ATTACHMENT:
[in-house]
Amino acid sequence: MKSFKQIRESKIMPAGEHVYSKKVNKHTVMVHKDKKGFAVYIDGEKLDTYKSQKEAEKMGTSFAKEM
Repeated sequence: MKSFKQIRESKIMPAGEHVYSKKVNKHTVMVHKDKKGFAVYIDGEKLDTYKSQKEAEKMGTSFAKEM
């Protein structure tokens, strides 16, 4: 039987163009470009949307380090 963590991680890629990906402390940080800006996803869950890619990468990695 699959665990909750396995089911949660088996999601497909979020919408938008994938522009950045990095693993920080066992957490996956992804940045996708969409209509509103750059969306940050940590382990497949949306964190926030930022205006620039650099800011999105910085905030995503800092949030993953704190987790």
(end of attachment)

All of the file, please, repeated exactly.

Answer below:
[in-house]
Amino acid sequence: MKSFKQIRESKIMPAGEHVYSKKVNKHTVMVHKDKKGFAVYIDGEKLDTYKSQKEAEKMGTSFAKEM
Repeated sequence: MKSFKQIRESKIMPAGEHVYSKKVNKHTVMVHKDKKGFAVYIDGEKLDTYKSQKEAEKMGTSFAKEM
């Protein structure tokens, strides 16, 4: 039987163009470009949307380090 963590991680890629990906402390940080800006996803869950890619990468990695 699959665990909750396995089911949660088996999601497909979020919408938008994938522009950045990095693993920080066992957490996956992804940045996708969409209509509103750059969306940050940590382990497949949306964190926030930022205006620039650099800011999105910085905030995503800092949030993953704190987790």